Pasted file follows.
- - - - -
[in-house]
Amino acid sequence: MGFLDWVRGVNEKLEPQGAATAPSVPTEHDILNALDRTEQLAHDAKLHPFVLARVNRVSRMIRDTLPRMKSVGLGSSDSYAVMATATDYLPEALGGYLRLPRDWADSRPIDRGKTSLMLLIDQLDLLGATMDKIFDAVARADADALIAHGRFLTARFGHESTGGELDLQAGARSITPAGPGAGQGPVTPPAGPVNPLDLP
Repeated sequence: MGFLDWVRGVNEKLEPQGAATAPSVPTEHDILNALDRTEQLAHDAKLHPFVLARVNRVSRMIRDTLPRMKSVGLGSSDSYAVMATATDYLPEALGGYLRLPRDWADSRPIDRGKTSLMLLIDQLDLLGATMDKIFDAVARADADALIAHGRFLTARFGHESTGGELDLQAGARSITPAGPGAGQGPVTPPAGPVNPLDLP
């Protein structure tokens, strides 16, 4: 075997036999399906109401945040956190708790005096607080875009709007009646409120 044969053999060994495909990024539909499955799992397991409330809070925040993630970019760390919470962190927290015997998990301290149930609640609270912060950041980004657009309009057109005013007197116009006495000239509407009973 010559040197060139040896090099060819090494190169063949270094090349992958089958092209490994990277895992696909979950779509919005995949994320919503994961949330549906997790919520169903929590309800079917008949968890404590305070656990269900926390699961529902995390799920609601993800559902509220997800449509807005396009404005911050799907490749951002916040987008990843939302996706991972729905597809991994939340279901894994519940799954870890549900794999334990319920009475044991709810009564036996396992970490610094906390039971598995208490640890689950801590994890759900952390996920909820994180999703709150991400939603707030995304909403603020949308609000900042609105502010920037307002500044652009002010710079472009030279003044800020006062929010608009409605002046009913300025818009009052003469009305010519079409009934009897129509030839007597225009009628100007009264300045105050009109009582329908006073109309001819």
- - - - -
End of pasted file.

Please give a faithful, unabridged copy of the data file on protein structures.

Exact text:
[in-house]
Amino acid sequence: MGFLDWVRGVNEKLEPQGAATAPSVPTEHDILNALDRTEQLAHDAKLHPFVLARVNRVSRMIRDTLPRMKSVGLGSSDSYAVMATATDYLPEALGGYLRLPRDWADSRPIDRGKTSLMLLIDQLDLLGATMDKIFDAVARADADALIAHGRFLTARFGHESTGGELDLQAGARSITPAGPGAGQGPVTPPAGPVNPLDLP
Repeated sequence: MGFLDWVRGVNEKLEPQGAATAPSVPTEHDILNALDRTEQLAHDAKLHPFVLARVNRVSRMIRDTLPRMKSVGLGSSDSYAVMATATDYLPEALGGYLRLPRDWADSRPIDRGKTSLMLLIDQLDLLGATMDKIFDAVARADADALIAHGRFLTARFGHESTGGELDLQAGARSITPAGPGAGQGPVTPPAGPVNPLDLP
């Protein structure tokens, strides 16, 4: 075997036999399906109401945040956190708790005096607080875009709007009646409120 044969053999060994495909990024539909499955799992397991409330809070925040993630970019760390919470962190927290015997998990301290149930609640609270912060950041980004657009309009057109005013007197116009006495000239509407009973 010559040197060139040896090099060819090494190169063949270094090349992958089958092209490994990277895992696909979950779509919005995949994320919503994961949330549906997790919520169903929590309800079917008949968890404590305070656990269900926390699961529902995390799920609601993800559902509220997800449509807005396009404005911050799907490749951002916040987008990843939302996706991972729905597809991994939340279901894994519940799954870890549900794999334990319920009475044991709810009564036996396992970490610094906390039971598995208490640890689950801590994890759900952390996920909820994180999703709150991400939603707030995304909403603020949308609000900042609105502010920037307002500044652009002010710079472009030279003044800020006062929010608009409605002046009913300025818009009052003469009305010519079409009934009897129509030839007597225009009628100007009264300045105050009109009582329908006073109309001819």